“If we applied the first past the post system, German would be the sole language of the European Union, being the mother tongue of the greatest proportion of the EU population (18 per cent), although far from an absolute majority (source: Wikipedia).”
“However, the European Union has wisely opted for both language rights for citizens and supporting actions to promote language learning (multilingualism). These questions, as well as the missed opportunities through dumbing down TV and film soundtracks by dubbing, have been discussed in three previous Grahnlaw My Europe Week blog posts.”
“Now is the time to look at linguistic matters from a different angle: Is there and should there be a lingua franca in the European Union? ”
“The Wikipedia article Lingua franca offers us a starting point for discussing a bridge language or a working language for speakers or readers with different mother tongues.”
“Here is a rough summary based on European political and cultural history:”
“Having been the language of the Roman Empire, Latin became the language of the Catholic Church, of learning, Courts and diplomacy. It survived as the first language of Western European diplomacy until the 17th century, and beyond that as part of a classical education well as the language of science.”
“With France at the height of its power, French became the first language of diplomacy, the preferred language of European Courts and of the nobility. (French was probably understood as well at the Court in Saint Petersburg as in France outside the Parisian region.) ‘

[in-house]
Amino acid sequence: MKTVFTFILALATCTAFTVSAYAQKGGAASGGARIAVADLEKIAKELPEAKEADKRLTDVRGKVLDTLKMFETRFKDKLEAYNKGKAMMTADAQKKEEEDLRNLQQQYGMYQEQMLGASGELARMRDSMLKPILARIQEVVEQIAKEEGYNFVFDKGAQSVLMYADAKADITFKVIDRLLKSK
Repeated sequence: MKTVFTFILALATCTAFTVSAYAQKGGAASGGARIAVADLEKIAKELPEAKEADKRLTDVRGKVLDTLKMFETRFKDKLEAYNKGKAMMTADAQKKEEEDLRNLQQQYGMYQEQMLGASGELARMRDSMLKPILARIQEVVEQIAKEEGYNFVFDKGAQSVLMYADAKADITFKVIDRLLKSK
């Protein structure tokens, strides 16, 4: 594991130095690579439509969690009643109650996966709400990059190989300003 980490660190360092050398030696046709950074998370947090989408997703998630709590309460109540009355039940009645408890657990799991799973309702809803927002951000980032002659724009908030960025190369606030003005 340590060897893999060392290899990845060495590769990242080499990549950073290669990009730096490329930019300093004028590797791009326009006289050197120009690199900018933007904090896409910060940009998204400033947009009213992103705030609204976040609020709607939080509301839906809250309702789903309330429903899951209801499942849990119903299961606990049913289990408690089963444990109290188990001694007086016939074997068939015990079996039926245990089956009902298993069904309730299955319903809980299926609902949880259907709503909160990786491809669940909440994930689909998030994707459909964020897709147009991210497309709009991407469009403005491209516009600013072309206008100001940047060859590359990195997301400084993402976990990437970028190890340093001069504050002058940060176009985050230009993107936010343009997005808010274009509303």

“Through the British Empire and the later rise of the USA, English has risen to prominence far beyond the confines of Europe. For the first time there is something approaching a world (second) language, if we take all speakers and readers into account.”
“Wikipedia describes English as the required international language in communications, science, business, aviation, entertainment, radio and diplomacy – crucial areas for global interaction and human progress.”
“Even if we embrace the EU’s aim to learn at least two foreign languages, should we universally opt for English as one of them?”
“Two additional questions:”
“Why do we start teaching children foreign languages so late, long after they have lost most of their ability to learn multiple languages almost effortlessly?”
“Why do our schools not generally use native speakers as teachers of foreign languages?”
If we are talking reconciling politics and business transactions of the future, maybe, Europe should, use English as Lingua Franca, and, as a triglossia regime of trilingualism, use Arabic, Chinese (Mandarinn) and Russian………….;+)